THE BIG CONFLICT: the explosive is ignited

The end is a kaleidoscope of actions that keeps the reader glued to his seat.
By analyzing closely a successful novel, one can appreciate (and maybe absorb) some of its structure and style.


Choosing a title for my new book

I never choose the title of my book too early. In a way, I let the title pop up by itself as I develop the story. Here it is how it went for “Lemoncella Cocktail.”

The protagonist is a bartender, so he is in the position of experimenting with new drinks and cocktails. He wants to please the girl he is interested in, so he concentrates on inventing a drink for women—not too strong with a delicate flavor.

Now, of course I am no expert… First, my experience with alcoholic drinks is minimal, so I had to resort to the help of my sweet sister who frequently visits me from Italy. Second, vodka is one of the best mixes since it seems to enhance the flavor of a drink, without overpowering it.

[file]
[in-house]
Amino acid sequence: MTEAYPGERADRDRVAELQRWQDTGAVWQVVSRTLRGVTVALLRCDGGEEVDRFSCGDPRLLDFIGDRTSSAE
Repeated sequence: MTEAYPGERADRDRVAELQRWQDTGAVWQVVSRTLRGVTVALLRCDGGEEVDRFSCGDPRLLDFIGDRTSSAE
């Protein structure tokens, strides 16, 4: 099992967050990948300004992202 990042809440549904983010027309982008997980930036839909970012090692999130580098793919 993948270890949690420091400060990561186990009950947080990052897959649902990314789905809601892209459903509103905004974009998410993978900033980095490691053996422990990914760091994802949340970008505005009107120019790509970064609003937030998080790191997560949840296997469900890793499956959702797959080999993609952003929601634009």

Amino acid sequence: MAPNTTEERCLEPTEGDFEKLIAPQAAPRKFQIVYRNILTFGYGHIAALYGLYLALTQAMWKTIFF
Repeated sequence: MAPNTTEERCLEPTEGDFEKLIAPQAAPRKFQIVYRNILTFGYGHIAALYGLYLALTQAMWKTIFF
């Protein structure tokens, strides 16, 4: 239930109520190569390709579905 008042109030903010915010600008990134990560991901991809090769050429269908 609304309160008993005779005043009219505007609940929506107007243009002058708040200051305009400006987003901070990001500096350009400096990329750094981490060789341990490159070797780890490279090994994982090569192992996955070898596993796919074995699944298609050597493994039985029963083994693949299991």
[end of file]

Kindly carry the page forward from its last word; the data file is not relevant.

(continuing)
cropped-lemoncellaI was familiar with the traditional limoncello made in Italy, using peelings of lemons, sugar and water, with the optional addition of alcohol. I went to buy some of the liqueurs available on the Ontario market (where my story takes place) paying attention to the lemon flavor. I found Rossi D’Asiago Limoncello and Sophia’s Lemoncella.

The mixture we came up with was very pleasant to the palate, but we felt that it could stand a bit more kick. The next time, when we met in Italy, we thought of using the juice of a chinotto.lemoncella

A few drops of this fruit made our creation distinctive, if I can use this word. Chinotti are small oranges of bitter taste, frequently used as flavoring agents in Italian aperitifs. We were satisfied with the taste… and so was my protagonist, Patrick Carter.